If you asked me as early as last year, I would have told you I saw no point in seasonal decorations. I felt they encouraged people to accumulate and store too much "stuff," which went against my goal to create a simple, uncluttered, intentional home
That changed when I started volunteering as the librarian at my sons' school this past year. The library needed a little color, and I didn't know most of the kids. I wanted them to think the library (and their new librarian) was fun and happy. I bought a few decorations for the first week of school thinking it would make the place look cheery. I was surprised by the positive response. The kids loved it. The faculty and staff loved it. The parents loved it and, if I'm being honest, I loved it, too.
The kids wanted to know what I was doing next and couldn't wait to see how it would look for Christmas. All of a sudden, seasonal decorating was less about show and more about heart. I'm all for it now, but with a few caveats. These guidelines are especially important when it comes to decorating your garden for holidays, like the 4th of July. A red, white, and blue garden is pretty, but you're going to look like "Super Patriot" if you don't use a little restraint.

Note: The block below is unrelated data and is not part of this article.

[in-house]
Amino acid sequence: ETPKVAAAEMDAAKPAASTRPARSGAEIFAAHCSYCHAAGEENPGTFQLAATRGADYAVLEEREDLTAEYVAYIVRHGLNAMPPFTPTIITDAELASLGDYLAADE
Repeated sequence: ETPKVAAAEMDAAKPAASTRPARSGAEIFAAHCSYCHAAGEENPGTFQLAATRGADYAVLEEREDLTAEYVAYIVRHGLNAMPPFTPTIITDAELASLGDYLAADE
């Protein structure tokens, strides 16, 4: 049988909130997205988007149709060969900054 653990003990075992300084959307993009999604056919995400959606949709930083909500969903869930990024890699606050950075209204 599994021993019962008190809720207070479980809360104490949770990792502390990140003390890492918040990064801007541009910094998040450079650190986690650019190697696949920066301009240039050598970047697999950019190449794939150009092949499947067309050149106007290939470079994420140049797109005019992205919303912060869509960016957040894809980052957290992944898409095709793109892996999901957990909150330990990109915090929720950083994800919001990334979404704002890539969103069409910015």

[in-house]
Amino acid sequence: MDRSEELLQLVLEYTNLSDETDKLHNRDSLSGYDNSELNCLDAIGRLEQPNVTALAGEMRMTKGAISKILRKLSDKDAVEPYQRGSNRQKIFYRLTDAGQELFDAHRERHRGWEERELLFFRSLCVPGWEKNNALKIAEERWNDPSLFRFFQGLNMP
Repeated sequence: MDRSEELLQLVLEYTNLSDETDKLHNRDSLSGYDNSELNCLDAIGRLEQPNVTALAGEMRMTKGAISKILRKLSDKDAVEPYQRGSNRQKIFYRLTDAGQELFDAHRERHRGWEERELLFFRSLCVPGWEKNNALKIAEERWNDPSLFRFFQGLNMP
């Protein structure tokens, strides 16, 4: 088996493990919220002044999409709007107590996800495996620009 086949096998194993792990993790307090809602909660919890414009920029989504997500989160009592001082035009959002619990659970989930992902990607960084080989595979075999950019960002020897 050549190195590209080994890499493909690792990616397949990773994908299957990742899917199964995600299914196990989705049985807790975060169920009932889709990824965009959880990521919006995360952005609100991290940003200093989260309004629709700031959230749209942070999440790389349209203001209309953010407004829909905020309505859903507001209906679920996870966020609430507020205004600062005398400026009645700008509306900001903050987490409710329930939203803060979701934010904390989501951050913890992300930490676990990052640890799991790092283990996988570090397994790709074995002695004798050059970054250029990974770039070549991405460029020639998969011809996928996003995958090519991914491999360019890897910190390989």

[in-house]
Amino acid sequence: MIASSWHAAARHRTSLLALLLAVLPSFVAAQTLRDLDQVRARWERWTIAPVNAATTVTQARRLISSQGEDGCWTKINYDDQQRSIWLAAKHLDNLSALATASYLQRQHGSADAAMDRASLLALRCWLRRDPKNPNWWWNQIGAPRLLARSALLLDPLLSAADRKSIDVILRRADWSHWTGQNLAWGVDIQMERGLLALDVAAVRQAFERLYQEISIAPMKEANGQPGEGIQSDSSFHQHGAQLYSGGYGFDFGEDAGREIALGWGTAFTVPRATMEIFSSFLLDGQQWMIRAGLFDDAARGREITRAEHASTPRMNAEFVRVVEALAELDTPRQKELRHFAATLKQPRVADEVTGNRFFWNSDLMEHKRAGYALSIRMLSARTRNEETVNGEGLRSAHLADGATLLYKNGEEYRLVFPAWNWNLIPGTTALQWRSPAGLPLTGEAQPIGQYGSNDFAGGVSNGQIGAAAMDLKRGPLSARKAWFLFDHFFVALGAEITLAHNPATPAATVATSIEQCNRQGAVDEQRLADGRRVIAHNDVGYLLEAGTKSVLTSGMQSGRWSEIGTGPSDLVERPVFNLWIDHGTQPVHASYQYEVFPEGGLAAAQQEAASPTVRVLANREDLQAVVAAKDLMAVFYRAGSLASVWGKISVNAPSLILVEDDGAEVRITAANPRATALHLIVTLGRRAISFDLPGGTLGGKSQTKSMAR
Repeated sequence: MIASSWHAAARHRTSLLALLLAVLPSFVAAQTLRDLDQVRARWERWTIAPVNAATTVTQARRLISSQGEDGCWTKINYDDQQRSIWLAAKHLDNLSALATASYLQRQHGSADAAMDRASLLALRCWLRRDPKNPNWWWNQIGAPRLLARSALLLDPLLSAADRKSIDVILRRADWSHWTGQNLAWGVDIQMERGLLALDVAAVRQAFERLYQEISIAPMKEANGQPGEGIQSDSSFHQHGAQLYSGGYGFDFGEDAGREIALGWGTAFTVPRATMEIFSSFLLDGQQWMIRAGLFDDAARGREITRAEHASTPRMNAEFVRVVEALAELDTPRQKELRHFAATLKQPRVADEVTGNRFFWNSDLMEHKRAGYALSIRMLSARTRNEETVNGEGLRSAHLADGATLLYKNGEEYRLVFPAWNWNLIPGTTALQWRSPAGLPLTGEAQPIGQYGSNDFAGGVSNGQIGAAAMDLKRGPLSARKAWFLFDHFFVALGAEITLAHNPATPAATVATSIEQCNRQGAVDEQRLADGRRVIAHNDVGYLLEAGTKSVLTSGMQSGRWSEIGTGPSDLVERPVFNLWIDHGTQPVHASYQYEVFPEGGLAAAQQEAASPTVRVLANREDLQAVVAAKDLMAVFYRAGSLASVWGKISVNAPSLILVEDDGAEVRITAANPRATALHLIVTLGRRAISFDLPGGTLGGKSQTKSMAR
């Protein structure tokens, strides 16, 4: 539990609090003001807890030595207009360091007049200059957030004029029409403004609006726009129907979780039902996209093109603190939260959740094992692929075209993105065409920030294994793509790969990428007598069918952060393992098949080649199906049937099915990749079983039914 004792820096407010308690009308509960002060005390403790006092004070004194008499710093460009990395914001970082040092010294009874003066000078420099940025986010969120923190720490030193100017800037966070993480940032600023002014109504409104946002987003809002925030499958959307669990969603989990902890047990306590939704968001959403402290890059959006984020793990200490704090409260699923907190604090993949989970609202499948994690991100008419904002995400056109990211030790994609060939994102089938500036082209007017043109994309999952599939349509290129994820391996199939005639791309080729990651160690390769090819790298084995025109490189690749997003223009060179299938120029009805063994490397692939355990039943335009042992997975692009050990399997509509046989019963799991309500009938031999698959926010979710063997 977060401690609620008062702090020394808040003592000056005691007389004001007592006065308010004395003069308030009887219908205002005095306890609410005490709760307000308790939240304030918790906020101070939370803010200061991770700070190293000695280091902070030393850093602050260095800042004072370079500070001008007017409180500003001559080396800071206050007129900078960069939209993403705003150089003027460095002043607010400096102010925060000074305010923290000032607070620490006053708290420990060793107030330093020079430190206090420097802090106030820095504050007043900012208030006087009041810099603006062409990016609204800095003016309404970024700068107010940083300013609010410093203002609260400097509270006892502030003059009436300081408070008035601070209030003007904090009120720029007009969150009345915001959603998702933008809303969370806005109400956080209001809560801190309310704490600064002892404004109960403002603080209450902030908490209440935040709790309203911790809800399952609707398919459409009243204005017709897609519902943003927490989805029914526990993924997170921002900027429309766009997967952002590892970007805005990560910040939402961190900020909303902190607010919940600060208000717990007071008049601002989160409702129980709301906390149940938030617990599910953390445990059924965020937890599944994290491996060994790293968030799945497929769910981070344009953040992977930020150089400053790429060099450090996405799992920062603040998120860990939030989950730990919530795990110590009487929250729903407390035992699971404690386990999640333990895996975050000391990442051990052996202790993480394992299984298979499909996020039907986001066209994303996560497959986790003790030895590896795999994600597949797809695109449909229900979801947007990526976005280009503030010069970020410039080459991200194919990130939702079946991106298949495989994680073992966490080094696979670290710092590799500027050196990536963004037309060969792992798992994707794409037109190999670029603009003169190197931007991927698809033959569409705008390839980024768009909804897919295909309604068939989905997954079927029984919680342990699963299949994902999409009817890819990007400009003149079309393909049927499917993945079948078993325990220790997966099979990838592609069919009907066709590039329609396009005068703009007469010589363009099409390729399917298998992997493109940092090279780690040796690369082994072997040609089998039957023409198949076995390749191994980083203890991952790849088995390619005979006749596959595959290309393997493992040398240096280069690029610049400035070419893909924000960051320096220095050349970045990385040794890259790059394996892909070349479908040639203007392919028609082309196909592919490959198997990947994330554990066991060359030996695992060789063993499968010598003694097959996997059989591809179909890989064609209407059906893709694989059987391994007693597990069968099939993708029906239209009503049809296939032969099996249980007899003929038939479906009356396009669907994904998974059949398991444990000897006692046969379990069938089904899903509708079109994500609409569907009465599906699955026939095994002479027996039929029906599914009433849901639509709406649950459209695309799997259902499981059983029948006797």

Subtlety is Your Best Friend
One flag is good and plenty. Maybe a pretty flag bunting or banner on a deck rail if you want to go all out. The rest of your items can be red, white, and blue, but try to create a patriotic look that isn't so literal. Not every piece of fabric needs a flag or stripes or stars. In the picture above—one of my favorites—only the flag and the bunting are patriotic. (I'm ignoring the star on the end table.) The pillows are in simple blues and naturals. The quilts are red and white star patterns, but they don't scream "Look at me, I'm Paul Revere!" The use of quilts, by the way, is brilliant. For all we know, underneath those quilts are seat cushions in a green and gold tropical print fabric.